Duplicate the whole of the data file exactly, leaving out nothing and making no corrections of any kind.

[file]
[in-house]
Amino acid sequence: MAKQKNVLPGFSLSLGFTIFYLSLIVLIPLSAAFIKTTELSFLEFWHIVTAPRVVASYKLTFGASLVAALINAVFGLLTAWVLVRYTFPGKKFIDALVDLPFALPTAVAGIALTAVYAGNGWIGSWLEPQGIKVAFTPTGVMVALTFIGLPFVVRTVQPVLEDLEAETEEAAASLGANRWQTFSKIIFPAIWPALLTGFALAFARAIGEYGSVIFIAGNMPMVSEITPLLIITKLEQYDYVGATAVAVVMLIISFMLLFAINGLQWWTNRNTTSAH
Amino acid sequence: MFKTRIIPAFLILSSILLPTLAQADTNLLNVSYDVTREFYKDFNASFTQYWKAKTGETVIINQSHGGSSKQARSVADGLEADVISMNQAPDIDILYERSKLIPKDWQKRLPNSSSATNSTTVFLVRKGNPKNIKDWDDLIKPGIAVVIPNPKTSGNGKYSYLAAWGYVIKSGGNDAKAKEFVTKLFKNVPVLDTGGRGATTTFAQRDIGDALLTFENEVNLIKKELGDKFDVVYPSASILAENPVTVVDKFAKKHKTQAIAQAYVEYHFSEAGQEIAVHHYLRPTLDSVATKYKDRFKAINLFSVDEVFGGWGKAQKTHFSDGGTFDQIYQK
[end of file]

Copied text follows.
[in-house]
Amino acid sequence: MAKQKNVLPGFSLSLGFTIFYLSLIVLIPLSAAFIKTTELSFLEFWHIVTAPRVVASYKLTFGASLVAALINAVFGLLTAWVLVRYTFPGKKFIDALVDLPFALPTAVAGIALTAVYAGNGWIGSWLEPQGIKVAFTPTGVMVALTFIGLPFVVRTVQPVLEDLEAETEEAAASLGANRWQTFSKIIFPAIWPALLTGFALAFARAIGEYGSVIFIAGNMPMVSEITPLLIITKLEQYDYVGATAVAVVMLIISFMLLFAINGLQWWTNRNTTSAH
Amino acid sequence: MFKTRIIPAFLILSSILLPTLAQADTNLLNVSYDVTREFYKDFNASFTQYWKAKTGETVIINQSHGGSSKQARSVADGLEADVISMNQAPDIDILYERSKLIPKDWQKRLPNSSSATNSTTVFLVRKGNPKNIKDWDDLIKPGIAVVIPNPKTSGNGKYSYLAAWGYVIKSGGNDAKAKEFVTKLFKNVPVLDTGGRGATTTFAQRDIGDALLTFENEVNLIKKELGDKFDVVYPSASILAENPVTVVDKFAKKHKTQAIAQAYVEYHFSEAGQEIAVHHYLRPTLDSVATKYKDRFKAINLFSVDEVFGGWGKAQKTHFSDGGTFDQIYQK